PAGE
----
While the Harappans were known to burry the dead, in South India, there was this custom of burrying the dead in urns. In the past few years there were discoveries of burrial urns in various places in Tamil Nadu. Burrial urns, 2800 years old were found in Adichanallur with the urns having inscriptions in Tamil-Brahmi. Later urns dating from 3rd century BCE to 3rd century AD were found in Palani. This practice of burrying people in urns was common in ancient Greece as well as in Sri Lanka and Southeast Asia.
Now three types of burrial urns, believed to date back to between 6th century BCE and 2nd century AD have been found in Kaladi (Adi Shankara’s birth place) in Kerala.
The urns were excavated by a team of researchers led by B. Ramesh, Director of the Research Centre at Sree Sankara College in Kalady. “Three types of earthen urn burials and some pots were found in a single day’s excavation. Due to heavy downpour, the contents were severely affected. The biggest urn is 4.5 feet high and 2.75 ft in diameter,” Dr. Ramesh said.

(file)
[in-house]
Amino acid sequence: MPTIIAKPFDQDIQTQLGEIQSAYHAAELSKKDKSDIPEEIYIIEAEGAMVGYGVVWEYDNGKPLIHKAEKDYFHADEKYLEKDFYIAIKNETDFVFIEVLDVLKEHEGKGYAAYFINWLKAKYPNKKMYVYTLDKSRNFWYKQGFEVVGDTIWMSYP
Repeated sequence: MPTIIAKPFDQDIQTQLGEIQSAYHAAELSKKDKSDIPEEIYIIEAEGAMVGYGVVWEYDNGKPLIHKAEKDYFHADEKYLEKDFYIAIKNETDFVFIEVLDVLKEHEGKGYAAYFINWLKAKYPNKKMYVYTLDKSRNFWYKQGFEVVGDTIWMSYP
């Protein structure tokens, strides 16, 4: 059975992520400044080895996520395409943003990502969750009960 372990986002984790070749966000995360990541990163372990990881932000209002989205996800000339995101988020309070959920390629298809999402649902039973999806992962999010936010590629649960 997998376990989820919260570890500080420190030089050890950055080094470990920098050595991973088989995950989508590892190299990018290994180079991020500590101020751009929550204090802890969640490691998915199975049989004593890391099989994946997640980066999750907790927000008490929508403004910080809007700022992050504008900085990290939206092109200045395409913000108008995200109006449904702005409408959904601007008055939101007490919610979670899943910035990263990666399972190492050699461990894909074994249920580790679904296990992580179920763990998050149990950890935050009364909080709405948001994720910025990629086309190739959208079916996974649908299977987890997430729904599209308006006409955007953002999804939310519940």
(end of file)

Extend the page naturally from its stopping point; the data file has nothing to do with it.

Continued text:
He said that its lower half had a height of 2.75 ft. The height of the upper half cannot be ascertained due to the damage that has occurred to it over the years. This was found 2.5 feet beneath the surface. It is a handmade red-and-black ware having a shape similar to that of an egg, with an ovoid lid. A prominent rim is seen on the middle part that joins the two halves.
The second urn (a medium-sized) was 3 ft high and has an inner diameter of 1.5 ft. It was situated on the northeast side of the main urn and three feet beneath the ground level. It also has a lid similar to the big one. But the bottom portion is a flattened one.
The third urn, smaller in size, also was 2.75 ft away from the main urn. Small earthen plates in broken conditions are also seen near the urns. Dr. Ramesh said the research team had conducted similar excavations near the present site on the banks of the Periyar. The team had found tools of varying sizes and shapes belonging to the Neolithic period. Various black and red pots and pot shreds were also retrieved.
The research team is now trying to identify more sites in the area that bear the relics of ancient culture and civilisations. They have also started a project to collect evidence that mark the presence of such age-old remains dating back to the Neolithic and Megalithic periods.
Archaeologists say the burial urns found in Kalady indicate that a civilised society lived there more than 2,500 years ago and the excavation also reflects the typical south Indian megalithic culture. [Burial urns of Megalithic period excavated]